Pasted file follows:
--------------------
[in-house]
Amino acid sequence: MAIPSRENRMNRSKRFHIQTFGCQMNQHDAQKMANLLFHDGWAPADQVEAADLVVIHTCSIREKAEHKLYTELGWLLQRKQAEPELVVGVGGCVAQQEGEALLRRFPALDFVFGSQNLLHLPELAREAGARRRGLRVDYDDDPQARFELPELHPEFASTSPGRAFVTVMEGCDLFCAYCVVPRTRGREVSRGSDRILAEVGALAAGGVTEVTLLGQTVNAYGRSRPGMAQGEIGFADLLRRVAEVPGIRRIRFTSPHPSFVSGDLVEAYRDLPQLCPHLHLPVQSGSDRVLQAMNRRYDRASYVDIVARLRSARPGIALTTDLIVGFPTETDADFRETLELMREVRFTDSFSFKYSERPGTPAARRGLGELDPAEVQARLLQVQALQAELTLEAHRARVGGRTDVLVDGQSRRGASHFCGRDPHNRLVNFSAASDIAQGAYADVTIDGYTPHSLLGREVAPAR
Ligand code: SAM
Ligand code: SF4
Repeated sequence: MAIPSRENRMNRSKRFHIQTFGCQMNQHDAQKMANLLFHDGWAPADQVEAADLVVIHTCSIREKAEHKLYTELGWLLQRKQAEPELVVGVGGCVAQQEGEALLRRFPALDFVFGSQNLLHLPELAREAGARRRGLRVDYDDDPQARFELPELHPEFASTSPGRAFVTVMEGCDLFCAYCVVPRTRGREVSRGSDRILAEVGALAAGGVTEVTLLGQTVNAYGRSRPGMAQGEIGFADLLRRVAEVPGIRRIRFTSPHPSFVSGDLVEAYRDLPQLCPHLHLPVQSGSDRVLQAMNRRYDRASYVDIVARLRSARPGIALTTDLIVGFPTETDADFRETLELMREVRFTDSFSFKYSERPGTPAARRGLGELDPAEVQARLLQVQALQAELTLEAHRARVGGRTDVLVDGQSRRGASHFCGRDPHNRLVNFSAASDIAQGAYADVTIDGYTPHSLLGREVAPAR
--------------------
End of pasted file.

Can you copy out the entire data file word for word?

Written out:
[in-house]
Amino acid sequence: MAIPSRENRMNRSKRFHIQTFGCQMNQHDAQKMANLLFHDGWAPADQVEAADLVVIHTCSIREKAEHKLYTELGWLLQRKQAEPELVVGVGGCVAQQEGEALLRRFPALDFVFGSQNLLHLPELAREAGARRRGLRVDYDDDPQARFELPELHPEFASTSPGRAFVTVMEGCDLFCAYCVVPRTRGREVSRGSDRILAEVGALAAGGVTEVTLLGQTVNAYGRSRPGMAQGEIGFADLLRRVAEVPGIRRIRFTSPHPSFVSGDLVEAYRDLPQLCPHLHLPVQSGSDRVLQAMNRRYDRASYVDIVARLRSARPGIALTTDLIVGFPTETDADFRETLELMREVRFTDSFSFKYSERPGTPAARRGLGELDPAEVQARLLQVQALQAELTLEAHRARVGGRTDVLVDGQSRRGASHFCGRDPHNRLVNFSAASDIAQGAYADVTIDGYTPHSLLGREVAPAR
Ligand code: SAM
Ligand code: SF4
Repeated sequence: MAIPSRENRMNRSKRFHIQTFGCQMNQHDAQKMANLLFHDGWAPADQVEAADLVVIHTCSIREKAEHKLYTELGWLLQRKQAEPELVVGVGGCVAQQEGEALLRRFPALDFVFGSQNLLHLPELAREAGARRRGLRVDYDDDPQARFELPELHPEFASTSPGRAFVTVMEGCDLFCAYCVVPRTRGREVSRGSDRILAEVGALAAGGVTEVTLLGQTVNAYGRSRPGMAQGEIGFADLLRRVAEVPGIRRIRFTSPHPSFVSGDLVEAYRDLPQLCPHLHLPVQSGSDRVLQAMNRRYDRASYVDIVARLRSARPGIALTTDLIVGFPTETDADFRETLELMREVRFTDSFSFKYSERPGTPAARRGLGELDPAEVQARLLQVQALQAELTLEAHRARVGGRTDVLVDGQSRRGASHFCGRDPHNRLVNFSAASDIAQGAYADVTIDGYTPHSLLGREVAPAR